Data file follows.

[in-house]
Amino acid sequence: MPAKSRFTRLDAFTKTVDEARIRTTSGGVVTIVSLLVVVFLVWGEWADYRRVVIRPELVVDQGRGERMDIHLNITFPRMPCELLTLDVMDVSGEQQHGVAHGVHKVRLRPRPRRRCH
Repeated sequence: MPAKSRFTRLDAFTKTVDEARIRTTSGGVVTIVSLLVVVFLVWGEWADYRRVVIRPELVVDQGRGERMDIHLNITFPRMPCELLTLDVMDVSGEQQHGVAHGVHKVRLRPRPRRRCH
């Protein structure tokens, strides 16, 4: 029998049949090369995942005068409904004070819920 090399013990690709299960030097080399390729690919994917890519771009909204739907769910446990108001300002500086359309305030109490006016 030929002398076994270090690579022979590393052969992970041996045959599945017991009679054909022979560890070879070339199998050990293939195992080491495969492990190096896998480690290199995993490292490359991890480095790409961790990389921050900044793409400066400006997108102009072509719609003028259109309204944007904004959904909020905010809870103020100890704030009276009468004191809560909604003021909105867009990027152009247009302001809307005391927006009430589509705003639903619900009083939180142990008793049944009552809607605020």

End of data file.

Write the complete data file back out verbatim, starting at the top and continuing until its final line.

[in-house]
Amino acid sequence: MPAKSRFTRLDAFTKTVDEARIRTTSGGVVTIVSLLVVVFLVWGEWADYRRVVIRPELVVDQGRGERMDIHLNITFPRMPCELLTLDVMDVSGEQQHGVAHGVHKVRLRPRPRRRCH
Repeated sequence: MPAKSRFTRLDAFTKTVDEARIRTTSGGVVTIVSLLVVVFLVWGEWADYRRVVIRPELVVDQGRGERMDIHLNITFPRMPCELLTLDVMDVSGEQQHGVAHGVHKVRLRPRPRRRCH
């Protein structure tokens, strides 16, 4: 029998049949090369995942005068409904004070819920 090399013990690709299960030097080399390729690919994917890519771009909204739907769910446990108001300002500086359309305030109490006016 030929002398076994270090690579022979590393052969992970041996045959599945017991009679054909022979560890070879070339199998050990293939195992080491495969492990190096896998480690290199995993490292490359991890480095790409961790990389921050900044793409400066400006997108102009072509719609003028259109309204944007904004959904909020905010809870103020100890704030009276009468004191809560909604003021909105867009990027152009247009302001809307005391927006009430589509705003639903619900009083939180142990008793049944009552809607605020």